Introduction Into The Sports World
What made Adi and Rudolf successful was Adi’s innovation of the spiked shoe. His vision was to forge a shoe with spikes to give the athletes better performance. This vision caught the eye of the German Olympic track and field coach, Josef Waitzer, who became a close friend of the Dassler brothers. Josef gave them their introduction into the sports world by giving Adi access to the German athletes. In 1928, a pair of Dassler track shoes was worn by Lina Radke who won the Olympic gold in the 800m race for the German National team. This gave the Dassler brothers success that catapulted them into the early 1930's and the beginning of Hitler’s rise to power. With the Nazi Party starting to form, the Dassler brothers saw this as an opportunity for business. Rudolf was the more ardent believer of the two, while Adi used his political party as a means to reach the Hitler Youth clubs. By the mid 1930's, the Dassler brothers had become a household name throughout all of Germany.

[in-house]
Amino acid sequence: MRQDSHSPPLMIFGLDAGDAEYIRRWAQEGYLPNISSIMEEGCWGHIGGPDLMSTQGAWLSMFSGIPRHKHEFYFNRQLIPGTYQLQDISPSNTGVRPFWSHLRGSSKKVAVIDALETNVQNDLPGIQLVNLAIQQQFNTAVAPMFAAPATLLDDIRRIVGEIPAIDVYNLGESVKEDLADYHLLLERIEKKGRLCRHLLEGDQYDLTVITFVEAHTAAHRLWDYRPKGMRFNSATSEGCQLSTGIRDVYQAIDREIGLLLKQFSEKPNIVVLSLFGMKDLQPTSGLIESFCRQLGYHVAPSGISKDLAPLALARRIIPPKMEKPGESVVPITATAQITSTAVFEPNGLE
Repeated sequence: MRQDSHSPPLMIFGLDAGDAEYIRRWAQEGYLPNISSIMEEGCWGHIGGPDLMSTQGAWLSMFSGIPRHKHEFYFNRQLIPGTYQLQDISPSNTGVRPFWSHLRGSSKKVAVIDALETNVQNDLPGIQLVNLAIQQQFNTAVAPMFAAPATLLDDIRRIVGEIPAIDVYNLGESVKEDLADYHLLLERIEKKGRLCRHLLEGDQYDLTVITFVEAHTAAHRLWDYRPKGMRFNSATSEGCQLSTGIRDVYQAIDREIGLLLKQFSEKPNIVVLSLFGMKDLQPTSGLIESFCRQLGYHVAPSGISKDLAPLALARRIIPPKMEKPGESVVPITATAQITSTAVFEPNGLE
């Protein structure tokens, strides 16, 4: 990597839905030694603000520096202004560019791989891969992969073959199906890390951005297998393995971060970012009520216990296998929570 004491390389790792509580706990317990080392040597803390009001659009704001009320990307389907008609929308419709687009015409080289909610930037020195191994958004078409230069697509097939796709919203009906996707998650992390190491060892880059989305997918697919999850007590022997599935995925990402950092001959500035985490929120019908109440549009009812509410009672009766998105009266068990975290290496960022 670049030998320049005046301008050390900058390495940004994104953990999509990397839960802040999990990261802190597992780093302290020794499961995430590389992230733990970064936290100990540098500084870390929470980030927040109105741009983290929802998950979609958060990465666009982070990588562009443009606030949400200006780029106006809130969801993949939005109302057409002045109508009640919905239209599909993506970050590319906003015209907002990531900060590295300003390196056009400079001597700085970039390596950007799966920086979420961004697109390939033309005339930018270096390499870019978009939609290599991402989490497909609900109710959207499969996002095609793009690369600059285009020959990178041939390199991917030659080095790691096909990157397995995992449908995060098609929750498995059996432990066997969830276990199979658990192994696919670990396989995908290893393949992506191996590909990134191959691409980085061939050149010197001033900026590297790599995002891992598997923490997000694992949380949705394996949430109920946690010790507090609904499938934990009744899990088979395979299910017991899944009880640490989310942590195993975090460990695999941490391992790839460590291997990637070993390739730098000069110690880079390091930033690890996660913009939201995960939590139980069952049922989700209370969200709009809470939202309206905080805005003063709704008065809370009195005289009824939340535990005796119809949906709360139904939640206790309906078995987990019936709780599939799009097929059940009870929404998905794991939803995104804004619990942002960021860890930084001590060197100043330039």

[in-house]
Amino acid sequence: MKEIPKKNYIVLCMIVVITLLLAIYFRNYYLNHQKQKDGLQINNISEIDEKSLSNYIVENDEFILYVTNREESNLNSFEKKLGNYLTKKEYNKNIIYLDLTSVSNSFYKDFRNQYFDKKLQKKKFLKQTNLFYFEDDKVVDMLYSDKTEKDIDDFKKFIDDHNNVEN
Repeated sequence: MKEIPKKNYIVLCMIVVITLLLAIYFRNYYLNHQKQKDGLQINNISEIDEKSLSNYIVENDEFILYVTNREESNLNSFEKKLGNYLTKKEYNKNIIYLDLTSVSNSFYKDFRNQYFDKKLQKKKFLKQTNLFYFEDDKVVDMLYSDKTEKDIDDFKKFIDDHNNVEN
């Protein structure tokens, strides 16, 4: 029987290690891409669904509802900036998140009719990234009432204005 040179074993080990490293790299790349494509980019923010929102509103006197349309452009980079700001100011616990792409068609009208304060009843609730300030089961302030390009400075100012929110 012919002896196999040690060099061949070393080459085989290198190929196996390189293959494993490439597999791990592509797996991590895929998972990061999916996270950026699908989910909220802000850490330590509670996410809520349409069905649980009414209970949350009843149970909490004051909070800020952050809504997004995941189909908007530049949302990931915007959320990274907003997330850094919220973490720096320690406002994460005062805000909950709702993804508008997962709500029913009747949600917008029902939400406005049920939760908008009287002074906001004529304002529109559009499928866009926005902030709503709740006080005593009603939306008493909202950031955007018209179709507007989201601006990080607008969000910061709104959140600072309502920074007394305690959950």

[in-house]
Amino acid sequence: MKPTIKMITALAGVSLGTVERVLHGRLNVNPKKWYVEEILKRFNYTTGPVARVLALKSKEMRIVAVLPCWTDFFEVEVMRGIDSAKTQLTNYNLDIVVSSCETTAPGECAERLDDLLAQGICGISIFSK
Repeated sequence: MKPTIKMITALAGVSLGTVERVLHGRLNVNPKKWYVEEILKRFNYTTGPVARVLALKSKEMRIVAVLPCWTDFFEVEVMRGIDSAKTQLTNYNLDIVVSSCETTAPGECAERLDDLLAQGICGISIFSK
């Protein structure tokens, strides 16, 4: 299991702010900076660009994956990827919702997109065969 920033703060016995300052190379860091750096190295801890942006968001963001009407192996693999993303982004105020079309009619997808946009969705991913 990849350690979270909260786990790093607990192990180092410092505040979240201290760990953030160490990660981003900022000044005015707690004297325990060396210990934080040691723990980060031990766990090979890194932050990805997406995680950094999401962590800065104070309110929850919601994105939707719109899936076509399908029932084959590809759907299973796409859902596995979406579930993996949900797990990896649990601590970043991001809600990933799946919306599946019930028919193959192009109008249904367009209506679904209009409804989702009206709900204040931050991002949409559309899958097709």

The Dassler brothers saw another opportunity with the coming of the 1936 Olympic games set to take place in Berlin, Germany. Famous American track star Jesse Owens was the perfect ambassador to take the Dassler Shoe Company global. Adi approached Owens and offered him a pair of Dassler track shoes to use while competing. Owens accepted the gesture and went on to win four gold medals in the 1936 Olympic games, giving Adi and Rudolf the publicity needed to catapult them into an international shoe company.